Inequality: a tale of two pyramids
This pyramid appeared in the Washington Post.
Looking at it I was reminded of another pyramid in a classic poster from the 19th century, which could be a “poetic” rendering of the graph from the Post.
The signs are all around us, if you want to take a peek at the near future, have a look at the scheme Jeff Bezos has dreamed up over at Amazon. It is called “Mechanical Turk” and its goal is to turn clerical tasks that require education and specialized training into sweatshop piece work like making T-shirts in Bangladesh. I urge my readers take a very close look at it to see where their training and skills might be used and what pay they would receive for performing these tasks.
That is the story: in developed countries we are in the process of recreating the class differences and the ensuing class struggle of the 19th century, but this time in a world where consciousness, class or otherwise, with the new social networks, quickly becomes universal. The 1% are sitting on a powder keg. These graphs explain the Tea Party and the Koch brother’s spending millions bankrolling it. The idea is to keep a person from thinking clearly and like the fellow said, avoid an individual being “at last compelled to face with sober senses his real conditions of life, and his relations with his kind.”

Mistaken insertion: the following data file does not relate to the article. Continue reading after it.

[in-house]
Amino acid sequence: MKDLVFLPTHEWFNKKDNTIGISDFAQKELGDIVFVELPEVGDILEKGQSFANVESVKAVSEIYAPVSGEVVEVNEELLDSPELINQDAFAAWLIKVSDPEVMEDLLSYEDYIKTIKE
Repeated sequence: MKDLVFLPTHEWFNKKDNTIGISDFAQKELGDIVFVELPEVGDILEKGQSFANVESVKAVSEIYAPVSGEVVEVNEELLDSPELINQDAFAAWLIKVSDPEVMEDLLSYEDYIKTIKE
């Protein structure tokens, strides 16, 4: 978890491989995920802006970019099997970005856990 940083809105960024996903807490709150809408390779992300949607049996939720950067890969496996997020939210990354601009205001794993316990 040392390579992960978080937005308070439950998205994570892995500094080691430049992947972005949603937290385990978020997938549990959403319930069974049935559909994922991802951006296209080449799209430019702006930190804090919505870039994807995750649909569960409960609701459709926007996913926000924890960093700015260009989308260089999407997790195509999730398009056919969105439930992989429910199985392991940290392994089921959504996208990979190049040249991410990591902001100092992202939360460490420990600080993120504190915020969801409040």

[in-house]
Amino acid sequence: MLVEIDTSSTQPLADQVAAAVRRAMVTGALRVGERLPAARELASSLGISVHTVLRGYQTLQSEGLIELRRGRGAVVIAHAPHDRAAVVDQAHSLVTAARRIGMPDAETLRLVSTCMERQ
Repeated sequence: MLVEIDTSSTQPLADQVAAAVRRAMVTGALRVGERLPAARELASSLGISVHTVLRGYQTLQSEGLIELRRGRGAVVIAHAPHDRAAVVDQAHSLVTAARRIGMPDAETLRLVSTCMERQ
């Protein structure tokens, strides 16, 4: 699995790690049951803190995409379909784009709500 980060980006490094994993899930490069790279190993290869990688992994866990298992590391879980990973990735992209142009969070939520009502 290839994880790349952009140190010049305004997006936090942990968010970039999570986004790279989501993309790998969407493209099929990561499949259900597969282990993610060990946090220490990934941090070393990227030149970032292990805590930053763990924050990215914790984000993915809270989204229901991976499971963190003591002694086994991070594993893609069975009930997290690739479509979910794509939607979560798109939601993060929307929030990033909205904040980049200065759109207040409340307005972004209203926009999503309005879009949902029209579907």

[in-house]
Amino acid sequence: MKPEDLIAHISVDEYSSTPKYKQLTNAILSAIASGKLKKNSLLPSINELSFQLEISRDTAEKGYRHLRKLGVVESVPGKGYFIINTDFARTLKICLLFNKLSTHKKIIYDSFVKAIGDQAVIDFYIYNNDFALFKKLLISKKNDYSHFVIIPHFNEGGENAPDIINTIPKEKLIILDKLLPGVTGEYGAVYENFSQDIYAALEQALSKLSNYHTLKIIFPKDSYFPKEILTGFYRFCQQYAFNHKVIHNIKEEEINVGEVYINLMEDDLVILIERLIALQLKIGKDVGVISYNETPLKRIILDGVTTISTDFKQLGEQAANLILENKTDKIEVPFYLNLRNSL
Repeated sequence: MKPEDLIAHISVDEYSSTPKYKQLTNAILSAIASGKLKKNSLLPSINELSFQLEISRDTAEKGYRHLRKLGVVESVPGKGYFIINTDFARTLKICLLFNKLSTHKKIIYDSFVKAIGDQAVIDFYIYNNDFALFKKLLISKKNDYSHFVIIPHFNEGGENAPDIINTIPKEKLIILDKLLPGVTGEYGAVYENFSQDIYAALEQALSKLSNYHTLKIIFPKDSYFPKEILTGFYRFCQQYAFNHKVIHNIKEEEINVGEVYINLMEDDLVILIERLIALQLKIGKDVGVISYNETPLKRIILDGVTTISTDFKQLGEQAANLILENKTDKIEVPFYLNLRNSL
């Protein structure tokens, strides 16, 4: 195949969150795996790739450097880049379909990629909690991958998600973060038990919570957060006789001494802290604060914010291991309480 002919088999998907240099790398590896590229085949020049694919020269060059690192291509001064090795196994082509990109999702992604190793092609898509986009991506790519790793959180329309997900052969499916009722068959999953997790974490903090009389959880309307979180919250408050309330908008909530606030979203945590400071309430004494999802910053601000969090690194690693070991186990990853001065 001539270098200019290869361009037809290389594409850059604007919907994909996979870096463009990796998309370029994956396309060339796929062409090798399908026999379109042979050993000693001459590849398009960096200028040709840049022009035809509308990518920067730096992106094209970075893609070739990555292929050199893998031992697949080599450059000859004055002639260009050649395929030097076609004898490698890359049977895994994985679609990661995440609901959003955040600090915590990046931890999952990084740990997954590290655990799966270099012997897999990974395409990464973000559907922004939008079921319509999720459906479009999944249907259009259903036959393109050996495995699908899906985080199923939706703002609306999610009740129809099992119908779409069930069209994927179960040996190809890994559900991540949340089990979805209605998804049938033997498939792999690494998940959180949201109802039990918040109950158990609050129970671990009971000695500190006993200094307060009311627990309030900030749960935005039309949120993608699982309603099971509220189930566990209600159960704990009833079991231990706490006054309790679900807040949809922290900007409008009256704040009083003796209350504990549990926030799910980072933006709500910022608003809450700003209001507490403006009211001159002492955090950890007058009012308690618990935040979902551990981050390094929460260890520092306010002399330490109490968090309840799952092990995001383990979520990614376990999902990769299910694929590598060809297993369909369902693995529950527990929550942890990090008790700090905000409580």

If the problem of controlling the “powder keg” is one of consciousness, the system seems to be working rather well. It would appear that converting human beings into mental cripples is an enormous industry and they have to catch them rather young. The following is a sample of what a school teacher wrote Thomas Friedman, quoted in the New York Times.
We are dumbing down our classes. It is an inexorable downward progression in which one day all a kid will need to pass is to have a blood pressure. The kids today are not different in ‘nature.’ … The difference is that back then, although they didn’t want to, they would do the work. Today, they won’t. … This is a real conversation I had with a failing student who was being quite sincere in her comments: ‘I know you’re a really good teacher, but you don’t seem to realize I have two hours a night of Facebook and over 4,000 text messages a month to deal with. How do you expect me to do all this work?’
Maybe Americans are finally waking up, but for the moment, from my perch on the other side of the Atlantic, the only one really talking any sense is Naquasia LeGrand.